at the origin) and some saturate
(flatten) at a lower H than others.
• If a DC bias or offset is introduced, the quiescent point will move from the
origin to a point farther out on the curve.
• Since the curve tends to flatten out with higher values of H, the incremental
permeability will decrease, which reduces the inductance. This effect is
known as saturation and can also occur without a DC bias for large AC
• Severe waveform distortion usually accompanies saturation. The B/H curve
for an air core is a straight line through the origin. The permeability is unity,
and no saturation can occur.
• The following figure shows a BH curve of a Ferrite core and the associated
µ which is the slope or derivative of the BH curve.
• It is well known that inductors in parallel combine like resistors in parallel
• Inductors in series combine like resistors in series
• LT=L1+L2+ Ln
PROPERTIES OF INDUCTORS
• Two coil windings that share the same magnetic core have a Mutual
Inductance since the change in current in one inductor would cause a
flux that induces a voltage in another nearby inductor. (this is also the
mechanism of transformers).
• The mutual inductance, M, is also a measure of the coupling between
two inductors since not all lines of flux produced by one of the inductors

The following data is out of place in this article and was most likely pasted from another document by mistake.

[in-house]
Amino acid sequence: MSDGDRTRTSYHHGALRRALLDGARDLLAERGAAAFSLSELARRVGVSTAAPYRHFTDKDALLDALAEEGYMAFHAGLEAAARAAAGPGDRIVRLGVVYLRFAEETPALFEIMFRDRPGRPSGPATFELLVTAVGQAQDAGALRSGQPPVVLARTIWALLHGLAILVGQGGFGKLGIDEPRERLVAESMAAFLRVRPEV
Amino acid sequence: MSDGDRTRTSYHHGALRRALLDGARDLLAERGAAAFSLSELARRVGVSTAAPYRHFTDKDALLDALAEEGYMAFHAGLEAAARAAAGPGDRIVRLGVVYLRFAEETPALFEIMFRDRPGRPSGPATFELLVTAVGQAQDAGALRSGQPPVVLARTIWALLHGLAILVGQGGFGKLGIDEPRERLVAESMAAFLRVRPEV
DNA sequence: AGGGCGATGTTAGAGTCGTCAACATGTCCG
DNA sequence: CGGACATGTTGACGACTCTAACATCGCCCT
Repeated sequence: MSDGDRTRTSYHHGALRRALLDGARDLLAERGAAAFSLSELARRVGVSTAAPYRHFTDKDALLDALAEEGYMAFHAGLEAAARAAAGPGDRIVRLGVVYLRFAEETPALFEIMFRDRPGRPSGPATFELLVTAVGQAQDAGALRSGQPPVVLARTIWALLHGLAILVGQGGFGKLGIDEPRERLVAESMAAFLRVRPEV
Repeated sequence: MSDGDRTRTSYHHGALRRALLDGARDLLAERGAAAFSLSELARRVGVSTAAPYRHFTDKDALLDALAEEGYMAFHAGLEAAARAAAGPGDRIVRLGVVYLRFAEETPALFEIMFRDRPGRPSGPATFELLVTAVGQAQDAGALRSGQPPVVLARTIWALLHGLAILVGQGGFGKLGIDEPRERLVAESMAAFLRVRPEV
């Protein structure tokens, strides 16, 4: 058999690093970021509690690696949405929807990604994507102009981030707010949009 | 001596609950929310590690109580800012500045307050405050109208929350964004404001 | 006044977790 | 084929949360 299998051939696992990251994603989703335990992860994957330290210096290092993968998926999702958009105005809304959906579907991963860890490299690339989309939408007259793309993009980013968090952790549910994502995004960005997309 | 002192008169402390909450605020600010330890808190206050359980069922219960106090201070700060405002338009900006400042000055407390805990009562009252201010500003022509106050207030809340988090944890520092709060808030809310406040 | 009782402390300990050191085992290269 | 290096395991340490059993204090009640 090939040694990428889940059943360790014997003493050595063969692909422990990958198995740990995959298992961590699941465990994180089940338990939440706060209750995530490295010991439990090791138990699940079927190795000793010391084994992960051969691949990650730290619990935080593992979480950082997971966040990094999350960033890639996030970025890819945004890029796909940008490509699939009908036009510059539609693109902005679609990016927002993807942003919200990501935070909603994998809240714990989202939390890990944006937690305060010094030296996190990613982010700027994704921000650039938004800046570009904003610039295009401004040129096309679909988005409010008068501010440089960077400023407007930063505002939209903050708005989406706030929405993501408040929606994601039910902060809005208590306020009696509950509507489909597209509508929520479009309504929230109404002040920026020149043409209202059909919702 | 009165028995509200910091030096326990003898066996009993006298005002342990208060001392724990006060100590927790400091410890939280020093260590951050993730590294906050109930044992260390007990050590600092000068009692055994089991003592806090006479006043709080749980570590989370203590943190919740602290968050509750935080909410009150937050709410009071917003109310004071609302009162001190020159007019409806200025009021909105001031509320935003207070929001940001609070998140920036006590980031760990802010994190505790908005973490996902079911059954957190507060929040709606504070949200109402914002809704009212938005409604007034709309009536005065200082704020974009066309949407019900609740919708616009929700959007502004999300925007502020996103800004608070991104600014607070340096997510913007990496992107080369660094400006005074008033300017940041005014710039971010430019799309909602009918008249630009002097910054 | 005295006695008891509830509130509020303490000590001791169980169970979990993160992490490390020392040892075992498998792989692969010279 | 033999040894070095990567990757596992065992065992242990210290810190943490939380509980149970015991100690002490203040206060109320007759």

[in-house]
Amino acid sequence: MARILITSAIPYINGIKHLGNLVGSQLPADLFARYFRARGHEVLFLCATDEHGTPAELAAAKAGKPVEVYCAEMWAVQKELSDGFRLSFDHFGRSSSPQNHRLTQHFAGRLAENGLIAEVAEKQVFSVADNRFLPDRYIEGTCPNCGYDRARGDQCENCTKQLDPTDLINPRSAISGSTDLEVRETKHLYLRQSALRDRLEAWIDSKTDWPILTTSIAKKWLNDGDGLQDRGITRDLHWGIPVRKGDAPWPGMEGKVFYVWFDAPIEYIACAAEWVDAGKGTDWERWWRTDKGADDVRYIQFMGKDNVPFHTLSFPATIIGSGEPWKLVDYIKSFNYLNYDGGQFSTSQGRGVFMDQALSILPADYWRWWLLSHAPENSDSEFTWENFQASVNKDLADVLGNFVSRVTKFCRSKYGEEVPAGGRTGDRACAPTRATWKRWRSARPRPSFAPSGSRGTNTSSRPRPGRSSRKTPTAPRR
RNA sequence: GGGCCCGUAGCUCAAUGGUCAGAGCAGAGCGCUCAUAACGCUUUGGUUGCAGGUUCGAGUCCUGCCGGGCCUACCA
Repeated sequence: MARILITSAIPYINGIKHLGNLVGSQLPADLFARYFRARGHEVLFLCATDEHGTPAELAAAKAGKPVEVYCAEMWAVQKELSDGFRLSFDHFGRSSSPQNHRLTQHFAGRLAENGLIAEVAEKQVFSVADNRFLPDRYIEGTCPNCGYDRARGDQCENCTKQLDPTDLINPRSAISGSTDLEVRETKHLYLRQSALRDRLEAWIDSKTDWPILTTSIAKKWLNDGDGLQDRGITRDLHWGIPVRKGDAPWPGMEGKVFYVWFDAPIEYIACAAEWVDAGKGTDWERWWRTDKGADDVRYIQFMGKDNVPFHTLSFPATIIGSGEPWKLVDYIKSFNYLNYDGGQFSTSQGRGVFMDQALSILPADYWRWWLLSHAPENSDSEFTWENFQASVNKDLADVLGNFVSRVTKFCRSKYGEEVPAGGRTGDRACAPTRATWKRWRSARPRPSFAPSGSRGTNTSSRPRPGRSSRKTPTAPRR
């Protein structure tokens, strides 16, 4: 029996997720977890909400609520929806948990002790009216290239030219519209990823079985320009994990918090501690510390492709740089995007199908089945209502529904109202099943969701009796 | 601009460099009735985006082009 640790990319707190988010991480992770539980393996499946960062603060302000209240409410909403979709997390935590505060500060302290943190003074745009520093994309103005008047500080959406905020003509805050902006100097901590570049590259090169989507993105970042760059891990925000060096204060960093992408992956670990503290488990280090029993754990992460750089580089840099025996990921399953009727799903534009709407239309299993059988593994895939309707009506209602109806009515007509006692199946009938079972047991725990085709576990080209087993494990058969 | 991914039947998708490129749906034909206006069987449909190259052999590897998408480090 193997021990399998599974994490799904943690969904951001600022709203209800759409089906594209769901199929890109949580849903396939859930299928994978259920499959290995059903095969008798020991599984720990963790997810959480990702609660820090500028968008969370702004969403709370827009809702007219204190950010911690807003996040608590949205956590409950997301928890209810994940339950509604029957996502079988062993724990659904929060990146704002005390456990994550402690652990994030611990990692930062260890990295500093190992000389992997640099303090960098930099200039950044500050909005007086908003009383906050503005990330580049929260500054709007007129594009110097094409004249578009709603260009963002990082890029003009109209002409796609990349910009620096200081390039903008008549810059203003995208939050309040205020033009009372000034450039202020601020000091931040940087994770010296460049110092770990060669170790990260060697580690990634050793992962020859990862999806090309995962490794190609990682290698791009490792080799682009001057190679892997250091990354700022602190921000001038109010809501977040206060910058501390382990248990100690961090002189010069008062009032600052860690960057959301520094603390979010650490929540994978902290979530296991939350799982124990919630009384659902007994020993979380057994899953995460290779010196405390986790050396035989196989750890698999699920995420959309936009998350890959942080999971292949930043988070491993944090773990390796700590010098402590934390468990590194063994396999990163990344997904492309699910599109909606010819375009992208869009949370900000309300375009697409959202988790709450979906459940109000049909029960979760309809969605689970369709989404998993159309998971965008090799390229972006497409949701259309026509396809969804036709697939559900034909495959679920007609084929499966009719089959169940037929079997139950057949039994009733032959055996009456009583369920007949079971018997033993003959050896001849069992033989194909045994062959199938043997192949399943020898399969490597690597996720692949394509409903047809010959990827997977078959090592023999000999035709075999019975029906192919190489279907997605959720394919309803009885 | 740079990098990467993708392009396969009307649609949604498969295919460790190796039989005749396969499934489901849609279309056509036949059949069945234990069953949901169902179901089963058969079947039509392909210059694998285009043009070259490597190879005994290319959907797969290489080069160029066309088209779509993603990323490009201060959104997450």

links with the other (called Leakage Inductance).
• So the two inductances above would add as :
M=k L1 L2
where k is the Coefficient of Coupling of flux between the two coils and
ranges from 0 to 1 (For 1 all lines of flux couple)
• Note that if L1=L2 =L and k=1, then LT = 4xL
• The Figure of Merit (quality of the inductor) is given by the Inductors’
Q, a dimensionless number. It is defined by:
Rdc = DC Resistance (copper loss)
Rac = Core Loss and Skin Effect
Rd = Dielectric Loss
• DC Resistance also known as DCR or copper loss consists strictly of the
DC winding resistance and is determined by the wire size and total length
of wire required as well as the specific resistivity of copper.
• The Core Loss is composed mostly of losses due to eddy currents and
hysteresis. Eddy currents are induced in the core material by changing
magnetic fields. These circulating currents produce losses that are
proportional to the square of the inducing frequency.
• Hysteresis is represented by the enclosed area within a BH curve and
results from the energy required to reverse the magnetic domains in the
core material. These core losses increase in direct proportion to frequency,
since each cycle traverses the hysteresis loop.
• Skin Effect increases the wire resistance above approximately 50 kHz